A Project Review is used to identify if any environmental conflicts or known listed species have the potential to occur within your project area. Using our years of experience, public records, and knowledge of listed bat populations, we are able to complete an informal Project Review quickly. This informal Project Review is done internally and is not coordinated with state or federal agencies. Early identification of potential listed bat conflicts can help guide future project decisions and allow us to create an overall project schedule with project milestones. Time restraints can occur based on your project’s location in reference to bat management areas, which we help to identify during this service. Knowing about these areas in the beginning of a project will allow us to determine if you need to clear trees during the winter or if you have to complete a survey during the summer.
A formal Project Review is coordinated with both state and federal agencies. The information obtained by this investigation is sufficient for environmental permitting and also can help guide you in property acquisitions, project citing, or project routing.
Completing a Project Review early in your planning phase will identify any potential conflicts with listed species. PWE is prepared to discuss your options and any alternatives based on these reviews.
Agency Consultation (ESA 7 & 10)
Building upon the initial Project Review, PWE can advise you on whether formal consultation under the Endangered Species Act (ESA) should be initiated or if informal consultation will be sufficient. Typically, most projects fall under informal consultation. This informal consultation is used by the agencies to determine what your project is, where it is at, and if it may adversely affect listed species. For a majority of the projects we deal with, we are able to complete the project review, identify a potential avenue to speed up consultation and then conclude agency consultation within 30 days. For some of the projects we deal with, additional information is requested by the agencies. This additional information can range from Habitat Assessments or Surveys to the creation of Conservation Plans (CPs) or Protection and Enhancement Plans (PEPs).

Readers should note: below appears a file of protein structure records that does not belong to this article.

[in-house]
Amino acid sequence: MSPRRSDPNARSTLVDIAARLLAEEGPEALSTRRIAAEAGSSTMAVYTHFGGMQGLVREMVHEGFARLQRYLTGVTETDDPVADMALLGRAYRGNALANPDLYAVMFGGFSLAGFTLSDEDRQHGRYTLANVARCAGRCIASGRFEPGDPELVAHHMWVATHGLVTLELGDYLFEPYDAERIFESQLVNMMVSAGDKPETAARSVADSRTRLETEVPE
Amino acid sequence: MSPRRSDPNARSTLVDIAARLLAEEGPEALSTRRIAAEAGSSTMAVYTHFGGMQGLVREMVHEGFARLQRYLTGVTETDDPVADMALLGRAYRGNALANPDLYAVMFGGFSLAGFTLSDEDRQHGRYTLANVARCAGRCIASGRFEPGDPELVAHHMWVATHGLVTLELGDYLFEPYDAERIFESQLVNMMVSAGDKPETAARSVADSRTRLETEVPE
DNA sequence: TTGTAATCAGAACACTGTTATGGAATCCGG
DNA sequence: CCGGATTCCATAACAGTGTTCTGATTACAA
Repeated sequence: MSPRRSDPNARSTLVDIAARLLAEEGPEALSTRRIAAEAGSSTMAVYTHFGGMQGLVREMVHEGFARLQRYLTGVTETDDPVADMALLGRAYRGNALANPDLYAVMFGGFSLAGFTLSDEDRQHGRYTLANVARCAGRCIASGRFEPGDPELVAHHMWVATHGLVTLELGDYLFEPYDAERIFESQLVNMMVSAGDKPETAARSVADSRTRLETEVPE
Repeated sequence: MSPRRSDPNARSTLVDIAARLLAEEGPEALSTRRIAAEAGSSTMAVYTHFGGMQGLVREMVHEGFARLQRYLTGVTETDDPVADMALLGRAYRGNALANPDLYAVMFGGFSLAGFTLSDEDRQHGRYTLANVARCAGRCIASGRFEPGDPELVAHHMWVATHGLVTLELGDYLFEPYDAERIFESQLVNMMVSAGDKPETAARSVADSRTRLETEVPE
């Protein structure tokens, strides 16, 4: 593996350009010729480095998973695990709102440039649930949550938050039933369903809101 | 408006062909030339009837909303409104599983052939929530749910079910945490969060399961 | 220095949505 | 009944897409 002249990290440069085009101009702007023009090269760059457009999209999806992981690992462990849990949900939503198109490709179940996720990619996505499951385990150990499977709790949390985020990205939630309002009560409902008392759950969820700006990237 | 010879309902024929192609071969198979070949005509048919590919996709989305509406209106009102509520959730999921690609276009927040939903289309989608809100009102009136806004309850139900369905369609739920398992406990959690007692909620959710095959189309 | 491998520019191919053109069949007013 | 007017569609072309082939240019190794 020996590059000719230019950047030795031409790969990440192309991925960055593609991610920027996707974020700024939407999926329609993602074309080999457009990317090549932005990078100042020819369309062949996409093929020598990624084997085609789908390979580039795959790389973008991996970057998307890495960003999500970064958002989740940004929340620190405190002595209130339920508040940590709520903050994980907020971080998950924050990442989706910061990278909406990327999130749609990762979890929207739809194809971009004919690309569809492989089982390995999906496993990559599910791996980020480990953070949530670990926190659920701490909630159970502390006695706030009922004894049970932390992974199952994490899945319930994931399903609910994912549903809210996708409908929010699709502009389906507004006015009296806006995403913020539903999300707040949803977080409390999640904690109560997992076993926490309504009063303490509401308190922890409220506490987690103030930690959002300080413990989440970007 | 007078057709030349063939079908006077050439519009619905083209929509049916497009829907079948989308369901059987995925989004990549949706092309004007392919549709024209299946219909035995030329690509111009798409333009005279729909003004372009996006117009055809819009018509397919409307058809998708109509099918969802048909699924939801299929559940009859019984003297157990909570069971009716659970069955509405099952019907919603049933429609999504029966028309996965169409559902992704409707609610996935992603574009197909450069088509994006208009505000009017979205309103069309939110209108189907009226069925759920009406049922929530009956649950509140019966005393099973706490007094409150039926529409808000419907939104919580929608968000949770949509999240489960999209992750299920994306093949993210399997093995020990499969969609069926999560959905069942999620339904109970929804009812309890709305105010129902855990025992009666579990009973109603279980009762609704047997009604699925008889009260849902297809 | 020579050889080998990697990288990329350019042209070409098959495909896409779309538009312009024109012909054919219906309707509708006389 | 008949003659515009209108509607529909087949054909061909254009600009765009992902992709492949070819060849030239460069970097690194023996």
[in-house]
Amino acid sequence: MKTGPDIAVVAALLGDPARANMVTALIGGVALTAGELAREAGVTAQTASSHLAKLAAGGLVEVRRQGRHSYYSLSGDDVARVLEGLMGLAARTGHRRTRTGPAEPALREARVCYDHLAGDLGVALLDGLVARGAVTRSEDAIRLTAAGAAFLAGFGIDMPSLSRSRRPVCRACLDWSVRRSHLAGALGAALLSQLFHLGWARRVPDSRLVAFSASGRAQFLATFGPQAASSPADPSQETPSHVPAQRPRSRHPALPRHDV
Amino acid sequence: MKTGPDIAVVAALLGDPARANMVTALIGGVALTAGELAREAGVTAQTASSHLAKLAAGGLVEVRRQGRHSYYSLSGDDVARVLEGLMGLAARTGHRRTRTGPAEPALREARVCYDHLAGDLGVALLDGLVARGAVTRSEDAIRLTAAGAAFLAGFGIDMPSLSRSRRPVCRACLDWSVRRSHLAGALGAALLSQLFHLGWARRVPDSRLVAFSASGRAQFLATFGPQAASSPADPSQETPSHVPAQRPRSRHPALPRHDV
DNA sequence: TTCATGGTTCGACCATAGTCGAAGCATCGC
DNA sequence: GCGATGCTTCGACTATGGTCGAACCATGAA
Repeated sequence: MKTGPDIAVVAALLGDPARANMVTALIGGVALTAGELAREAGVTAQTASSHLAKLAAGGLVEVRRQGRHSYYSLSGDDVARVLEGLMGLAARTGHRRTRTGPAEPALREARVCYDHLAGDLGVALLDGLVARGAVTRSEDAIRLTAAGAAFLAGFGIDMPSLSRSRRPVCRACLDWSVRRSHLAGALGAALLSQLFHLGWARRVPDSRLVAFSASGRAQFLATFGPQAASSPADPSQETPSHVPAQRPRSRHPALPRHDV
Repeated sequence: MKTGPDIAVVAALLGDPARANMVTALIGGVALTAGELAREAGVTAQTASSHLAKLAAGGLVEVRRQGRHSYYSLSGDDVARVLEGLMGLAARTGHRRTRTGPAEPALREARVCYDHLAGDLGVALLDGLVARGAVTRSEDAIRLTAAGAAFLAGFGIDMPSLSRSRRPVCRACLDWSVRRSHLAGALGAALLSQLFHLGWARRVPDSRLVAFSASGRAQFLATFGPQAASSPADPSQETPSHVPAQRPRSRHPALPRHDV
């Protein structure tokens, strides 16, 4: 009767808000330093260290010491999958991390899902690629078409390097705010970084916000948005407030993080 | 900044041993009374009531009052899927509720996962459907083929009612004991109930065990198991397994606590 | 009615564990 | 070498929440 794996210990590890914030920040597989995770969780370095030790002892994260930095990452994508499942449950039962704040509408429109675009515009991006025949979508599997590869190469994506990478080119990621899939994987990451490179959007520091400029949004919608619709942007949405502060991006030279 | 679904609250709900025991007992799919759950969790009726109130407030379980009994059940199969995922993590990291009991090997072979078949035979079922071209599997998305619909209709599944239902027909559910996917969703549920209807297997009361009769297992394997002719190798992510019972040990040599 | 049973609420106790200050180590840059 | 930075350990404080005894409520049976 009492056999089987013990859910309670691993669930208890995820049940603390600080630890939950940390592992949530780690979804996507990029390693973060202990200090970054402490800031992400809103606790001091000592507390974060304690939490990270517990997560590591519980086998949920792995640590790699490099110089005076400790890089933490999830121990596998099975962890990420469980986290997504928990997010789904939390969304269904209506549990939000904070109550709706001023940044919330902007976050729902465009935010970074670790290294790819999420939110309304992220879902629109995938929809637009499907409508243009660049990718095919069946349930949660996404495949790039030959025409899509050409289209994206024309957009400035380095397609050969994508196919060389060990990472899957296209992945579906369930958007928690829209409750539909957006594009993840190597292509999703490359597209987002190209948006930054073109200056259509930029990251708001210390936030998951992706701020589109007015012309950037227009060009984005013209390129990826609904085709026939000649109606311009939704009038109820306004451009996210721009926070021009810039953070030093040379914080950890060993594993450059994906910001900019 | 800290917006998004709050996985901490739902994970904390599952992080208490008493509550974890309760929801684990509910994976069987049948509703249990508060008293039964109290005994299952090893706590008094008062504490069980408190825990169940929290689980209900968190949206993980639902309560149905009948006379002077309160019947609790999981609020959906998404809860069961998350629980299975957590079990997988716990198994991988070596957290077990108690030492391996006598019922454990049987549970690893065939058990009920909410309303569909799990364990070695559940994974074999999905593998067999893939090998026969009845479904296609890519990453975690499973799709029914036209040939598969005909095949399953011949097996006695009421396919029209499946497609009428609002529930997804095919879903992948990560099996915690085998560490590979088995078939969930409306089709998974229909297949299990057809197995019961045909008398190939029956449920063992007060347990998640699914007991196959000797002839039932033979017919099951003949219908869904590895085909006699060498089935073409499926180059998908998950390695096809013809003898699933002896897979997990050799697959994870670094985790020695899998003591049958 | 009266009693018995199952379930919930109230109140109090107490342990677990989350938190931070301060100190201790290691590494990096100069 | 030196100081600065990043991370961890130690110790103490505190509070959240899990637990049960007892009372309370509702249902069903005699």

In some instances, during informal consultation it is identified that a proposed project is likely to adversely affect one or more listed species. At this point we recommend meeting with the agencies to discuss potential options or entering into formal consultation. Formal consultation under the ESA is divided into two paths, Section 7 consultation and Section 10 consultation. Consultation between two federal agencies (usually the USFWS and the USACE) falls under Section 7 of the ESA. Consultation between a private organization and the USFWS falls under Section 10 of the ESA. These paths differ slightly but if successfully completed, both result in the issuance of an Incidental Take Permit. If you’d like to discuss formal consultation further, please contact us and we can help advise you with the next steps.
For projects located within the known range of a listed bat or if an agency requests additional information – a Habitat Assessment is typically the next step. PWE has years of experience working with bats and we have the skills to make this a very quick and straightforward step in the consultation process. Habitat Assessments typically include literature searches and on-site assessments. Our initial assessment focuses on the presence of potential habitat for listed bats or lack thereof. Potential habitat can include forested areas, man-made structures, abandoned mines or caves, cliffs, rock piles, or even individual trees. PWE will determine if there is potential foraging, roosting, or winter bat habitat in your project area. If present, we can then discuss the need for further surveys and which survey type provides the best options for the completion of your project.